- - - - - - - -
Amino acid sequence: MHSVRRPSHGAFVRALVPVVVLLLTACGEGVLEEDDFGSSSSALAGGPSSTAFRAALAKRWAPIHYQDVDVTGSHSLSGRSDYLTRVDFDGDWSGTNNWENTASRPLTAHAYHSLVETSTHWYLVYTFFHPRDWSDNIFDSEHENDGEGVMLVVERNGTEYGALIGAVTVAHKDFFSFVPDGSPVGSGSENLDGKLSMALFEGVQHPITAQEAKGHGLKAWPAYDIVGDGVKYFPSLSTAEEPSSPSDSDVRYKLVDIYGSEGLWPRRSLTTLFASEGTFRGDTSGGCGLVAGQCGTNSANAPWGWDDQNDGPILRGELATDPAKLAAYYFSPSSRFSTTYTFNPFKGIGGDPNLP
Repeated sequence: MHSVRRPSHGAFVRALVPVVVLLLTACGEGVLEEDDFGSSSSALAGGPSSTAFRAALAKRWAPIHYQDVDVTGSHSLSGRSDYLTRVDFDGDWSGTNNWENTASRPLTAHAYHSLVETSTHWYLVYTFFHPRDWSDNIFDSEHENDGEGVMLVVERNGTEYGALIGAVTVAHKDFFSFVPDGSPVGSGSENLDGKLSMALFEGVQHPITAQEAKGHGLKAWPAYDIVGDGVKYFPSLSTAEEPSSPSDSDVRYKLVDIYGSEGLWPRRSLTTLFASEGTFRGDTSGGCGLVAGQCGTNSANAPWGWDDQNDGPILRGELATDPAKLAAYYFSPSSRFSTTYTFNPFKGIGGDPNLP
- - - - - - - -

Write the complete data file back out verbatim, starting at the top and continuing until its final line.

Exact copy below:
Amino acid sequence: MHSVRRPSHGAFVRALVPVVVLLLTACGEGVLEEDDFGSSSSALAGGPSSTAFRAALAKRWAPIHYQDVDVTGSHSLSGRSDYLTRVDFDGDWSGTNNWENTASRPLTAHAYHSLVETSTHWYLVYTFFHPRDWSDNIFDSEHENDGEGVMLVVERNGTEYGALIGAVTVAHKDFFSFVPDGSPVGSGSENLDGKLSMALFEGVQHPITAQEAKGHGLKAWPAYDIVGDGVKYFPSLSTAEEPSSPSDSDVRYKLVDIYGSEGLWPRRSLTTLFASEGTFRGDTSGGCGLVAGQCGTNSANAPWGWDDQNDGPILRGELATDPAKLAAYYFSPSSRFSTTYTFNPFKGIGGDPNLP
Repeated sequence: MHSVRRPSHGAFVRALVPVVVLLLTACGEGVLEEDDFGSSSSALAGGPSSTAFRAALAKRWAPIHYQDVDVTGSHSLSGRSDYLTRVDFDGDWSGTNNWENTASRPLTAHAYHSLVETSTHWYLVYTFFHPRDWSDNIFDSEHENDGEGVMLVVERNGTEYGALIGAVTVAHKDFFSFVPDGSPVGSGSENLDGKLSMALFEGVQHPITAQEAKGHGLKAWPAYDIVGDGVKYFPSLSTAEEPSSPSDSDVRYKLVDIYGSEGLWPRRSLTTLFASEGTFRGDTSGGCGLVAGQCGTNSANAPWGWDDQNDGPILRGELATDPAKLAAYYFSPSSRFSTTYTFNPFKGIGGDPNLP